The Sacrament of Matrimony

823. S. MONICA AND PATRICIUS.-----S. Monica may serve as a model for persons whom God calls to manage a household. Patricius, her husband, was a pagan, and gave himself up to all the impetuosity of his passions. Monica's great care was to gain him for God. For that she labored by her submission, her mildness, her patience. She was most careful never to make him any hasty or unseasonable reproaches. She never complained of him; on the contrary, she hid his faults from all her acquaintances. By this truly Christian conduct she succeeded in gaining her husband's heart; he esteemed, he admired, and respected her. She often addressed fervent prayers to the Lord for his conversion; they were at length heard. Patricius allowed himself to be instructed in the Christian religion, and was converted. He received Baptism, and thenceforward he became chaste, modest, meek, worthy, in short, of having S. Monica for a wife.-----Godescard

  825. EXAMPLE OF PRUDENCE.-----In 1836, Miss S. B. was on the point of contracting a brilliant marriage, when she learned that herST. MARGARET OF SCOTLAND intended husband not only did not approach the Sacraments, but even allowed himself at times to ridicule religion. She turned to God for guidance, and then announced to her family that the marriage would not take place. She hastened to return the valuable presents she had received, and all the efforts of her friends to make her reconsider the matter were of no avail. After that, she married a man of little fortune but great virtue, and her marriage proved a most happy one.-----Guillois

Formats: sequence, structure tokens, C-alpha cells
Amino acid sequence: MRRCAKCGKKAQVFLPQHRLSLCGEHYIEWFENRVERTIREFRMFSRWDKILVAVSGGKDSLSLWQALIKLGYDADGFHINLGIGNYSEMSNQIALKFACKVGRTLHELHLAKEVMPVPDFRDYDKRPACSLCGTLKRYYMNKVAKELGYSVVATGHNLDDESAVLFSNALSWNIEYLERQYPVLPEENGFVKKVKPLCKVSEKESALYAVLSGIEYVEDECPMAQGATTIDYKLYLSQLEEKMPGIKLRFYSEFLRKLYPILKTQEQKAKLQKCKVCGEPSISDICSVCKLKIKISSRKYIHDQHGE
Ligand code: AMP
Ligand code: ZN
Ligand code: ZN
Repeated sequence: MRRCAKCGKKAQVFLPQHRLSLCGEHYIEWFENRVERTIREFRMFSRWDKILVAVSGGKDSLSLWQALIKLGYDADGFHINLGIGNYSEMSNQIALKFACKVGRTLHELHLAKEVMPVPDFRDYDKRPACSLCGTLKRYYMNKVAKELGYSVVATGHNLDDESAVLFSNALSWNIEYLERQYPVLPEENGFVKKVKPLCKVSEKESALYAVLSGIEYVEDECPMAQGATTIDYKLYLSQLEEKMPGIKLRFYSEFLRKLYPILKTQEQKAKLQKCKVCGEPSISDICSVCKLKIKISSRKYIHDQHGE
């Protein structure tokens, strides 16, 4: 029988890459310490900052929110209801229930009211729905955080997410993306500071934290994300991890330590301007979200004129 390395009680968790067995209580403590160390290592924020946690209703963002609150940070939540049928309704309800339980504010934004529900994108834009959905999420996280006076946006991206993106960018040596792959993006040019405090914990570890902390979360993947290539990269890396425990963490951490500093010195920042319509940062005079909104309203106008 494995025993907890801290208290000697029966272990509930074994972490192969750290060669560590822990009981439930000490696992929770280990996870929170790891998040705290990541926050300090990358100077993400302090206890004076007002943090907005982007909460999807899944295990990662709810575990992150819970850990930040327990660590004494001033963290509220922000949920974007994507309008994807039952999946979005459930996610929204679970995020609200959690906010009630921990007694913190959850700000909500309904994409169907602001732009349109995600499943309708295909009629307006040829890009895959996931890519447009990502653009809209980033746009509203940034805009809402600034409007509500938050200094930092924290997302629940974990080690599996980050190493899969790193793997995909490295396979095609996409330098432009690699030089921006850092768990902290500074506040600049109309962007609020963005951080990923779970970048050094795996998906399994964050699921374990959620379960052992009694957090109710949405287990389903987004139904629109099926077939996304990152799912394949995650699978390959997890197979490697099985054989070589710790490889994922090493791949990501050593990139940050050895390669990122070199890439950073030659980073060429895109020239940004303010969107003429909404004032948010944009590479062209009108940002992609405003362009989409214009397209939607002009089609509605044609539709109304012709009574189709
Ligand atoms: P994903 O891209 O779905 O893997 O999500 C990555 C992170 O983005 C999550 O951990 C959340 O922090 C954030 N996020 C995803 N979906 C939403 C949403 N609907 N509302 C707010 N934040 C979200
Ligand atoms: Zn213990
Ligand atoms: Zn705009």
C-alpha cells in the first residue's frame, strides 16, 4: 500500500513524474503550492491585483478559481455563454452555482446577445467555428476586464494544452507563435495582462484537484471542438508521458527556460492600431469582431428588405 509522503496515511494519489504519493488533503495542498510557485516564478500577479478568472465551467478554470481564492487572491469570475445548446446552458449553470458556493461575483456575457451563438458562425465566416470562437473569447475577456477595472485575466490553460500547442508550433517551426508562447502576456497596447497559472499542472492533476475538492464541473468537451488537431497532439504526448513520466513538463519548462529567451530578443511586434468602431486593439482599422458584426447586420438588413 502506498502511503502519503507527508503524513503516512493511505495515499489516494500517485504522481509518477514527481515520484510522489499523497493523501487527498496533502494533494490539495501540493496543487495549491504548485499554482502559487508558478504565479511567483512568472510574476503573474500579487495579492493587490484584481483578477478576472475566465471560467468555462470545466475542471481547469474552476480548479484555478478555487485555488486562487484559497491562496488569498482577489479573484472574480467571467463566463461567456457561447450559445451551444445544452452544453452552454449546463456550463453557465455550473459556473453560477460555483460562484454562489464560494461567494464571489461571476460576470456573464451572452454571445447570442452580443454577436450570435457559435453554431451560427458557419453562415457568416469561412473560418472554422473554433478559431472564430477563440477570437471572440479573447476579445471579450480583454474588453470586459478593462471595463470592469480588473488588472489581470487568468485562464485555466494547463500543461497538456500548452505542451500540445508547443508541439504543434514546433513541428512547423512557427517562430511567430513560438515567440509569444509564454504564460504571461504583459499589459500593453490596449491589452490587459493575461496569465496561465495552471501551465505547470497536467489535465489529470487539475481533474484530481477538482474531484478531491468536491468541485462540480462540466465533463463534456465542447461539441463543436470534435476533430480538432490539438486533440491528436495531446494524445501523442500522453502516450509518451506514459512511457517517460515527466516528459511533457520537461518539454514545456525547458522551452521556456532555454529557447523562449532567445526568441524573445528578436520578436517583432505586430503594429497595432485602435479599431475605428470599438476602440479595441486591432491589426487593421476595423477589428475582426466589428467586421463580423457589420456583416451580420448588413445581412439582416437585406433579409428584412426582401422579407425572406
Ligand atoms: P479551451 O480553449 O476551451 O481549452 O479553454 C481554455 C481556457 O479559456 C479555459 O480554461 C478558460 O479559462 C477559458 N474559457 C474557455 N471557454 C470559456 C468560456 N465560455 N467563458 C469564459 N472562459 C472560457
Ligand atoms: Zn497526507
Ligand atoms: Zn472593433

826. S. MARGARET OF SCOTLAND.-----S. Margaret was married and crowned Queen of Scotland in 1070, being then twenty-four years of age. The marriage was solemnized at King Malcolm's royal castle at Dunfermline, built in the midst of a beautiful plain, surrounded with woods, rocks, and rivers. Malcolm was rough and unpolished, but neither haughty nor capricious. Margaret, by the most tender complaisance, and the most condescending and engaging carriage, always full of respect, gained so great an ascendancy over him as to seem entirely mistress of his heart. She softened his temper, cultivated his mind, polished his manners, and inspired him with the most perfect sentiments of all Christian virtues, so that he became one of the most virtuous kings that had ever adorned the Scottish throne. And so much was the king charmed with her wisdom and piety, that he not only left to her the whole management of his domestic affairs, but followed her prudent advice in the government of his kingdom.-----Butler